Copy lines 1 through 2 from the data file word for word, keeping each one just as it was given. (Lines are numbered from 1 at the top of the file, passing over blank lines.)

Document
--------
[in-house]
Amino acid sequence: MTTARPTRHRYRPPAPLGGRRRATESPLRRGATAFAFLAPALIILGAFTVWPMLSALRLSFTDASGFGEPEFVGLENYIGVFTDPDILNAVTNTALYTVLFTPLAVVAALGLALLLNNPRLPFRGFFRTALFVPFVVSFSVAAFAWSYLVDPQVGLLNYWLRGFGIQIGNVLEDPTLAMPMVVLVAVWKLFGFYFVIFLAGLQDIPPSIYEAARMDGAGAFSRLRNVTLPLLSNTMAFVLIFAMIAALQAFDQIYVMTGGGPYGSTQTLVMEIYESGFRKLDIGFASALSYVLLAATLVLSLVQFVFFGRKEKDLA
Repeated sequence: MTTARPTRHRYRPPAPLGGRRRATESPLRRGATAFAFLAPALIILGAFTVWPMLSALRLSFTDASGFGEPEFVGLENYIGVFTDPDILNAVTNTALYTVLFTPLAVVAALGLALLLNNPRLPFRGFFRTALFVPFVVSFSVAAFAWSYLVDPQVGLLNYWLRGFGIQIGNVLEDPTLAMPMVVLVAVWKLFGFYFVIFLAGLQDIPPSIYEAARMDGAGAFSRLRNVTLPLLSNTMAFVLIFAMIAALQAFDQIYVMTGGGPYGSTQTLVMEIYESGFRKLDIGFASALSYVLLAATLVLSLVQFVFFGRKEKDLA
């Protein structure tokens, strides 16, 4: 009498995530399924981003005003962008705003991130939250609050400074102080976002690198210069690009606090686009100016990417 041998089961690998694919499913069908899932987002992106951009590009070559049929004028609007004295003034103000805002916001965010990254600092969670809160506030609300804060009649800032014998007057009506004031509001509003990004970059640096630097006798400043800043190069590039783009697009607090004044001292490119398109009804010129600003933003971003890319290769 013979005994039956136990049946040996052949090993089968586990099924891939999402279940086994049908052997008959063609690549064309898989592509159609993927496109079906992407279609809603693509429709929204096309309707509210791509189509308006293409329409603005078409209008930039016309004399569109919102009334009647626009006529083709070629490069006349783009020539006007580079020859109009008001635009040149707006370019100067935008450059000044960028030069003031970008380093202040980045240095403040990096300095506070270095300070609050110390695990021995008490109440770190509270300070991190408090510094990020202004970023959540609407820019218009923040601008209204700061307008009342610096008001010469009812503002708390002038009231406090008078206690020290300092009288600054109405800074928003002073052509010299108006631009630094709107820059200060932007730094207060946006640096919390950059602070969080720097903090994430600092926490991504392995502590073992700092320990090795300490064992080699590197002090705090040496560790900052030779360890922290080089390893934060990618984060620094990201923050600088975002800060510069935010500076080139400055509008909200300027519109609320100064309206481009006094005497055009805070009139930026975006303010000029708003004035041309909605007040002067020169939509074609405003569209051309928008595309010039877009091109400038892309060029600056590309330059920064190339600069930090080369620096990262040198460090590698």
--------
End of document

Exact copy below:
[in-house]
Amino acid sequence: MTTARPTRHRYRPPAPLGGRRRATESPLRRGATAFAFLAPALIILGAFTVWPMLSALRLSFTDASGFGEPEFVGLENYIGVFTDPDILNAVTNTALYTVLFTPLAVVAALGLALLLNNPRLPFRGFFRTALFVPFVVSFSVAAFAWSYLVDPQVGLLNYWLRGFGIQIGNVLEDPTLAMPMVVLVAVWKLFGFYFVIFLAGLQDIPPSIYEAARMDGAGAFSRLRNVTLPLLSNTMAFVLIFAMIAALQAFDQIYVMTGGGPYGSTQTLVMEIYESGFRKLDIGFASALSYVLLAATLVLSLVQFVFFGRKEKDLA